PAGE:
Historically, CFD engineers have used a variety of methods for post processing and different software to visualize the results. Post-processing CFD data is critical to accurately derive the right conclusions from models, present the results to decision makers and ensure optimal product design.
The challenge is that output files from CFD in their current state are enormous, making it incredibly difficult for engineers to create effective visualizations. Adding to that, design decisions require optimization studies, which translate to a growing number of individual CFD simulations. While there are tricks to the trade to simplify this process, at the end of the day all the traditional methods of post-processing produce two-dimensional pictures or animations.
Implementing VR on CFD data creates another level of convenience and step towards eliminating confusion and reducing time to review the results and make decisions. Looking to the previous example of using a virtual job site for a project, imagine CFD results being displayed at the top of the virtual space during the walk-through. With that information easily referenceable, the team can see airflow and thermal patterns at different locations as they visit different corners of the job. This means that engineers are reviewing multiple CFD page results by simply walking and looking around the model.
Virtual reality is the 3-D solution to 2-D limitations. VR has been adopted for CFD post processing to help engineers better understand the results. Even better, those working on the project who may be non-experts in the engineering field can also easily understand the analysis. VR allows analysts and engineers to create contour planes, drag and translate CFD elements and zoom in or out while moving around the model. This enables a fast and convenient way of studying the CFD results.
By leveraging virtual reality as a 3-D tool, engineers can give decision makers the insights they need to detect problems and make changes much quicker than before. In terms of what’s currently available, companies have used ParaView software with HTC Vive to successfully visualize results through streamlines, temperature contours and vectors.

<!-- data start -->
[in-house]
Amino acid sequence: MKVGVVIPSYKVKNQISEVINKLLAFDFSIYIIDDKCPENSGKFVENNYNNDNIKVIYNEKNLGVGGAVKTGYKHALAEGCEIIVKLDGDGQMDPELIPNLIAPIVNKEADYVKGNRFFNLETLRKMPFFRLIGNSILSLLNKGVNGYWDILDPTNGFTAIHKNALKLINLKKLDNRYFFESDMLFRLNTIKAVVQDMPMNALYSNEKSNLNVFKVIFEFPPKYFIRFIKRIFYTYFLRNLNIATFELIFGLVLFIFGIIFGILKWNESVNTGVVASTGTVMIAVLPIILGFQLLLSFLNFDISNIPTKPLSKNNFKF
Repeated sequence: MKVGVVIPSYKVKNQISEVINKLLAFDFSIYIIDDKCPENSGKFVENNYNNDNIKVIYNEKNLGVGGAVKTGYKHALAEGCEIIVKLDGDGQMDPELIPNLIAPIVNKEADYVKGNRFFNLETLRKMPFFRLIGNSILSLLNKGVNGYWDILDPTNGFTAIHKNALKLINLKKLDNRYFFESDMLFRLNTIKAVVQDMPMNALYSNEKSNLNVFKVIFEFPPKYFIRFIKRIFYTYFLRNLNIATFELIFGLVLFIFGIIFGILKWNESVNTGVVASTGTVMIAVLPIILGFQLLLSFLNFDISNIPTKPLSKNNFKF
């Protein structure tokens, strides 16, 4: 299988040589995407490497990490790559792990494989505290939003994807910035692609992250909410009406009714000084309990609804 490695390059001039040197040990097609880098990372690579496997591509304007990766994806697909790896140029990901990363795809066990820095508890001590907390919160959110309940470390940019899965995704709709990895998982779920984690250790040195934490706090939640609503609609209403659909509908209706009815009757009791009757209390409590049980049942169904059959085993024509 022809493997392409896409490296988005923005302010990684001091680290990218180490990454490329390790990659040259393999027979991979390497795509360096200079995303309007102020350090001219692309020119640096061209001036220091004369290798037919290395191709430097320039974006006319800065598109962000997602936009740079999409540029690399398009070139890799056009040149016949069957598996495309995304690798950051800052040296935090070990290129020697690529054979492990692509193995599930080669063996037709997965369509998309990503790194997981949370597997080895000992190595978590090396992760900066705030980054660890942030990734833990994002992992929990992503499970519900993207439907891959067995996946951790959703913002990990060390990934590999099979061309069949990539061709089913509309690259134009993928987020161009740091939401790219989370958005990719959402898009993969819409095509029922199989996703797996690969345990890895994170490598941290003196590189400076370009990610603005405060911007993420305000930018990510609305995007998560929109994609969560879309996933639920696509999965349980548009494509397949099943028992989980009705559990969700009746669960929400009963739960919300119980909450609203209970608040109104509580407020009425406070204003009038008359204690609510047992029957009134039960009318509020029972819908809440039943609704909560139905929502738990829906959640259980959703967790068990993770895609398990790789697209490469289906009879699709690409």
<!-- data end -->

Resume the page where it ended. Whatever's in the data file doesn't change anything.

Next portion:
One of the main questions as it relates to the CFD field is what is its future? There is a lot of discussion of developing new methods of pre-processing, meshing and creating more robust solvers. This would involve developing new meshing algorithms like adaptive meshing and poly mesh or solvers that are able to converge faster and be more mesh independent. Those areas all worthy of attention, but the value of the CFD is in analyzing the results. Without accurate post processing, all previous steps are useless.
For over 15 years, the industry relied on the same traditional methods like 2-D contours, ISO-surfaces and flow paths for CFD post-processing. But the reality is that CFD is at its core all about complex 3-D data and virtual reality enables you to interact with the model in a fully immersive 3-D experience. While there are a few existing tools that support VR for CFD, adoption is still slow. However, because of its enormous advantages, it wouldn’t be out of the question for the industry to see VR as an undeniable part of any CFD cycle in near future.